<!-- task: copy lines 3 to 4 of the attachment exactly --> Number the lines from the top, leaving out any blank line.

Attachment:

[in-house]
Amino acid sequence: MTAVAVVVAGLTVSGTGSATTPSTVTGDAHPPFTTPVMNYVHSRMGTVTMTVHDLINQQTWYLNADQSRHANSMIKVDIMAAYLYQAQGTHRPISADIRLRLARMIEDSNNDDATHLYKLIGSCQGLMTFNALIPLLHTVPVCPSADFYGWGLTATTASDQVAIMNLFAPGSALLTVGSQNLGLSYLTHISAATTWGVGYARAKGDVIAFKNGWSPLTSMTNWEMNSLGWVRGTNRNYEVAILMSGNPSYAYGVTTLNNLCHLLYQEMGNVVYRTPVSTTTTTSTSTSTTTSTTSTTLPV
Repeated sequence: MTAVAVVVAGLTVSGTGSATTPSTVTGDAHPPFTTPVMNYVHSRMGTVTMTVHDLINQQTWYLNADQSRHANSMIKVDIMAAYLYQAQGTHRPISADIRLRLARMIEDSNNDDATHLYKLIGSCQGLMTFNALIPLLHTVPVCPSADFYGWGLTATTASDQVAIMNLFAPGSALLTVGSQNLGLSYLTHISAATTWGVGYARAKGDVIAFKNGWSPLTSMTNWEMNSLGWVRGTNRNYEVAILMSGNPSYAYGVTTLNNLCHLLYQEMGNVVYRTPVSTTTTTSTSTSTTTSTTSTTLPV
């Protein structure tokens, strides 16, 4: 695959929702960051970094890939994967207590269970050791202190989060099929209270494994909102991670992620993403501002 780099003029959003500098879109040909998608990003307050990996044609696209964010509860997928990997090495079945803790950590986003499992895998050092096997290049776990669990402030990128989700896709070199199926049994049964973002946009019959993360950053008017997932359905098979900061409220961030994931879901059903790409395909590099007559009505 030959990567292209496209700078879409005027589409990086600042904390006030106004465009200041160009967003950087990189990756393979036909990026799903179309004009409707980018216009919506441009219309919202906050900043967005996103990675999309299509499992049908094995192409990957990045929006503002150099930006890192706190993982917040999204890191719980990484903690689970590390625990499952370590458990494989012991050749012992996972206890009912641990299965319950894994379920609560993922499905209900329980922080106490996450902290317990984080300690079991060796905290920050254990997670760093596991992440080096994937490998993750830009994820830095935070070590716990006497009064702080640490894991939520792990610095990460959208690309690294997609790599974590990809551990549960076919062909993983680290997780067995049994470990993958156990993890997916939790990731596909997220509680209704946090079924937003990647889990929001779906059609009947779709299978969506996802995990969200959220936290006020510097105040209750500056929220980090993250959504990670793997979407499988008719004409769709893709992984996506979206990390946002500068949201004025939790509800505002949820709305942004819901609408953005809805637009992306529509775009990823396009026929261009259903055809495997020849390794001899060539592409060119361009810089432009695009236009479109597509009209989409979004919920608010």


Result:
Repeated sequence: MTAVAVVVAGLTVSGTGSATTPSTVTGDAHPPFTTPVMNYVHSRMGTVTMTVHDLINQQTWYLNADQSRHANSMIKVDIMAAYLYQAQGTHRPISADIRLRLARMIEDSNNDDATHLYKLIGSCQGLMTFNALIPLLHTVPVCPSADFYGWGLTATTASDQVAIMNLFAPGSALLTVGSQNLGLSYLTHISAATTWGVGYARAKGDVIAFKNGWSPLTSMTNWEMNSLGWVRGTNRNYEVAILMSGNPSYAYGVTTLNNLCHLLYQEMGNVVYRTPVSTTTTTSTSTSTTTSTTSTTLPV
């Protein structure tokens, strides 16, 4: 695959929702960051970094890939994967207590269970050791202190989060099929209270494994909102991670992620993403501002 780099003029959003500098879109040909998608990003307050990996044609696209964010509860997928990997090495079945803790950590986003499992895998050092096997290049776990669990402030990128989700896709070199199926049994049964973002946009019959993360950053008017997932359905098979900061409220961030994931879901059903790409395909590099007559009505 030959990567292209496209700078879409005027589409990086600042904390006030106004465009200041160009967003950087990189990756393979036909990026799903179309004009409707980018216009919506441009219309919202906050900043967005996103990675999309299509499992049908094995192409990957990045929006503002150099930006890192706190993982917040999204890191719980990484903690689970590390625990499952370590458990494989012991050749012992996972206890009912641990299965319950894994379920609560993922499905209900329980922080106490996450902290317990984080300690079991060796905290920050254990997670760093596991992440080096994937490998993750830009994820830095935070070590716990006497009064702080640490894991939520792990610095990460959208690309690294997609790599974590990809551990549960076919062909993983680290997780067995049994470990993958156990993890997916939790990731596909997220509680209704946090079924937003990647889990929001779906059609009947779709299978969506996802995990969200959220936290006020510097105040209750500056929220980090993250959504990670793997979407499988008719004409769709893709992984996506979206990390946002500068949201004025939790509800505002949820709305942004819901609408953005809805637009992306529509775009990823396009026929261009259903055809495997020849390794001899060539592409060119361009810089432009695009236009479109597509009209989409979004919920608010």